Harry F. Duncan was convicted by a jury of murder in the first degree (K.S.A. 21-3401). He was sentenced to imprisonment[221 Kan. 715] for life and appeals from his conviction and sentence.

He raises three trial errors including a claim of insufficient evidence to warrant a conviction. It is necessary to relate in detail the facts as developed by the evidence at the trial.

The nude body of an unidentified woman was discovered in a clump of trees along Frisby Road south of Bonner Springs in Johnson County, Kansas, on June 18, 1974. The body was found in a secluded area, had no teeth and was in a state of decomposition. The officers at the scene found no clues to the woman's identity. Items of clothing were found in a neat pile near the nude body. An autopsy disclosed that death was caused by several blows to the face and head by a heavy blunt instrument, such as a hammer. There was a fracture on the left side of the skull. The upper jaw was fragmented. The bones of the nose and nasal cavity had been fractured and there was an absence of bony structure around the left eye socket.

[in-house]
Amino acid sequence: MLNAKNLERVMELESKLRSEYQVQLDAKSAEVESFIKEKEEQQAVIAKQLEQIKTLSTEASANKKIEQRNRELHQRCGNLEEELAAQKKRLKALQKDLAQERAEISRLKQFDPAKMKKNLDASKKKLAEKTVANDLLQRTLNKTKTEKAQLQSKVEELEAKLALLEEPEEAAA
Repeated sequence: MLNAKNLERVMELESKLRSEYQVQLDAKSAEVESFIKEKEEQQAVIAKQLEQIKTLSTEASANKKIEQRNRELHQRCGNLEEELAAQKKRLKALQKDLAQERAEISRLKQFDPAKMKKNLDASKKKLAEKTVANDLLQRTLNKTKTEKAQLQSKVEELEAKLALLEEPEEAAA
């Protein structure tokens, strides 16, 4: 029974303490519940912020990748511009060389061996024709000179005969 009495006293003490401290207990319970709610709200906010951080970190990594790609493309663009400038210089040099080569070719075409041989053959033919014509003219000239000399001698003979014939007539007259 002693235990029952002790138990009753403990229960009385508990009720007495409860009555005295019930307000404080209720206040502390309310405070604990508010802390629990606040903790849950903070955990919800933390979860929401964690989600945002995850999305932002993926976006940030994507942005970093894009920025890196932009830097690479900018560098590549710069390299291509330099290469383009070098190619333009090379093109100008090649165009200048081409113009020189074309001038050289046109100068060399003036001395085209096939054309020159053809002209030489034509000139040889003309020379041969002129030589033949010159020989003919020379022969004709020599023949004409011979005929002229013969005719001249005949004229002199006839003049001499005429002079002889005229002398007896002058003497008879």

The deputy coroner who visited the scene placed the approximate date of death on June 15, 1974. He noted a lack of blood around the area and testified some 14 months later at the trial that the lack of blood might point to the fact that the death occurred elsewhere. The body was covered with fly larvae since the death had occurred in warm weather and the body was outdoors. He further testified that any blood spattered about during the homicide might disappear in the loose, sandy soil and be consumed by the large number of flies which were present.

Seven months after the body was found the police received a tip from an informer and defendant Duncan was arrested. Further investigation disclosed that sheriff's deputies had been in that general area three days before the body was found but at that time they were not aware of the presence of the body. They had been called to help two motorists stranded on Frisby Road at 5:00 a. m. on June 15, 1974. The motorists were Harry F. Duncan, defendant, and Beverly Jean Thompson. They had left their car and walked to the first house down the road but were advised to go to the next house. The couple went to the second house, were refused help and were walking on down the road when the officers arrived. The people in the second house had called the sheriff's office.